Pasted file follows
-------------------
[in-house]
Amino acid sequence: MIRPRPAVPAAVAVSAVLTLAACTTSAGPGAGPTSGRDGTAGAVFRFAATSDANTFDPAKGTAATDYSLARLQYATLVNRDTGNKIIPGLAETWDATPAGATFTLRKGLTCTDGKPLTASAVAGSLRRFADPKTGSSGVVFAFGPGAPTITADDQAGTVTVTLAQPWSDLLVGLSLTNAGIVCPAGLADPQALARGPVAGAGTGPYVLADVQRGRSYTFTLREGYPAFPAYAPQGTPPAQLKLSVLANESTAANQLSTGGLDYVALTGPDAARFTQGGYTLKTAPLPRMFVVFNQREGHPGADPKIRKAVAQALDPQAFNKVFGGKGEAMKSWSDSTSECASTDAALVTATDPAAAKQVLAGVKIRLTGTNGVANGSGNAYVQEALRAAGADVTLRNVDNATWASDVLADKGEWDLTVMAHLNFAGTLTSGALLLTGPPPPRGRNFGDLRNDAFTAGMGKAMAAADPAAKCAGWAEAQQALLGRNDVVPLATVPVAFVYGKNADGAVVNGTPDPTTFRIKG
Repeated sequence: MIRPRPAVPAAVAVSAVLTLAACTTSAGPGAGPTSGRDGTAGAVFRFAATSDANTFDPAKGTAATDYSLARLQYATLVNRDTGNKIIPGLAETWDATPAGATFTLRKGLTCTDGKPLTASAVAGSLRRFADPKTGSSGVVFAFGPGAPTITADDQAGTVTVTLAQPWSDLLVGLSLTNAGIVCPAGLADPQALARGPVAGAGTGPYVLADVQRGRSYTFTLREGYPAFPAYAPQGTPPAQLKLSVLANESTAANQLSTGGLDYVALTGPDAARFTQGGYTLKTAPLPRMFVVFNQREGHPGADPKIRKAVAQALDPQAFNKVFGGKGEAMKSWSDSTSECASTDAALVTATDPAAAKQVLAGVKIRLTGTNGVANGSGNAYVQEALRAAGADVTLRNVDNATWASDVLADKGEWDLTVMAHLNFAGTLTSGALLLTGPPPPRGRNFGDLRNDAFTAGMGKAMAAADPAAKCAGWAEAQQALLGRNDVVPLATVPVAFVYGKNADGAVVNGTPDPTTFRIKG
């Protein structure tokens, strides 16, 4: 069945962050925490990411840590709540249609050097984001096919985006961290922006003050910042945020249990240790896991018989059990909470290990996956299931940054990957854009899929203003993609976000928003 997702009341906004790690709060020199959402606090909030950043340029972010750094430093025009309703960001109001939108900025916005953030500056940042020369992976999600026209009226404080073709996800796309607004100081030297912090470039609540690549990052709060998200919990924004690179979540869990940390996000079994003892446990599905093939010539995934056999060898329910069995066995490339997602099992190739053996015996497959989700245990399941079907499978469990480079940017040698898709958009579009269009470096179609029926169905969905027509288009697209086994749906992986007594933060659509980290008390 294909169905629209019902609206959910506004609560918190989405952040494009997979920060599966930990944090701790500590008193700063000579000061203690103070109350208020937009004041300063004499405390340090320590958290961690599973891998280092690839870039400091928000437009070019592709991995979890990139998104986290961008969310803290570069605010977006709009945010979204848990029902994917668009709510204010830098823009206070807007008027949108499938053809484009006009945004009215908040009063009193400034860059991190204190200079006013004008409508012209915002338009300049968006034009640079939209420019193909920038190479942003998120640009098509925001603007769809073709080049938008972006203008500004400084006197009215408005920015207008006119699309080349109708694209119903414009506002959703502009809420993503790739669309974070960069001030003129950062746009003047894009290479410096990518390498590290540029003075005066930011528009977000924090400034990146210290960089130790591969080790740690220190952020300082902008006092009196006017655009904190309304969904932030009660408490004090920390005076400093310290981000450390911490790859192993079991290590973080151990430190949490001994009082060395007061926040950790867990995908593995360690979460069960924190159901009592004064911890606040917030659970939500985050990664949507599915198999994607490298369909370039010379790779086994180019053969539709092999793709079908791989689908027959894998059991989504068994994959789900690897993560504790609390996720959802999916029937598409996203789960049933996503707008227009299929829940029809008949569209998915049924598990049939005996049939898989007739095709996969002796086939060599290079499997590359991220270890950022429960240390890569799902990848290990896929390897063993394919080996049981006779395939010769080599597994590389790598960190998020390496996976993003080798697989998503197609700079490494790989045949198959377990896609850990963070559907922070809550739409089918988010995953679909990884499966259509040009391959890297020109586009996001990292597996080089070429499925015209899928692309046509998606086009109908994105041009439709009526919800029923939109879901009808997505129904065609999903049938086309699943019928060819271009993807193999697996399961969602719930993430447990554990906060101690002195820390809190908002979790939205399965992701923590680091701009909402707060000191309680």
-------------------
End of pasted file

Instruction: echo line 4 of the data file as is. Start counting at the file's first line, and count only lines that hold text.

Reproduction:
């Protein structure tokens, strides 16, 4: 069945962050925490990411840590709540249609050097984001096919985006961290922006003050910042945020249990240790896991018989059990909470290990996956299931940054990957854009899929203003993609976000928003 997702009341906004790690709060020199959402606090909030950043340029972010750094430093025009309703960001109001939108900025916005953030500056940042020369992976999600026209009226404080073709996800796309607004100081030297912090470039609540690549990052709060998200919990924004690179979540869990940390996000079994003892446990599905093939010539995934056999060898329910069995066995490339997602099992190739053996015996497959989700245990399941079907499978469990480079940017040698898709958009579009269009470096179609029926169905969905027509288009697209086994749906992986007594933060659509980290008390 294909169905629209019902609206959910506004609560918190989405952040494009997979920060599966930990944090701790500590008193700063000579000061203690103070109350208020937009004041300063004499405390340090320590958290961690599973891998280092690839870039400091928000437009070019592709991995979890990139998104986290961008969310803290570069605010977006709009945010979204848990029902994917668009709510204010830098823009206070807007008027949108499938053809484009006009945004009215908040009063009193400034860059991190204190200079006013004008409508012209915002338009300049968006034009640079939209420019193909920038190479942003998120640009098509925001603007769809073709080049938008972006203008500004400084006197009215408005920015207008006119699309080349109708694209119903414009506002959703502009809420993503790739669309974070960069001030003129950062746009003047894009290479410096990518390498590290540029003075005066930011528009977000924090400034990146210290960089130790591969080790740690220190952020300082902008006092009196006017655009904190309304969904932030009660408490004090920390005076400093310290981000450390911490790859192993079991290590973080151990430190949490001994009082060395007061926040950790867990995908593995360690979460069960924190159901009592004064911890606040917030659970939500985050990664949507599915198999994607490298369909370039010379790779086994180019053969539709092999793709079908791989689908027959894998059991989504068994994959789900690897993560504790609390996720959802999916029937598409996203789960049933996503707008227009299929829940029809008949569209998915049924598990049939005996049939898989007739095709996969002796086939060599290079499997590359991220270890950022429960240390890569799902990848290990896929390897063993394919080996049981006779395939010769080599597994590389790598960190998020390496996976993003080798697989998503197609700079490494790989045949198959377990896609850990963070559907922070809550739409089918988010995953679909990884499966259509040009391959890297020109586009996001990292597996080089070429499925015209899928692309046509998606086009109908994105041009439709009526919800029923939109879901009808997505129904065609999903049938086309699943019928060819271009993807193999697996399961969602719930993430447990554990906060101690002195820390809190908002979790939205399965992701923590680091701009909402707060000191309680």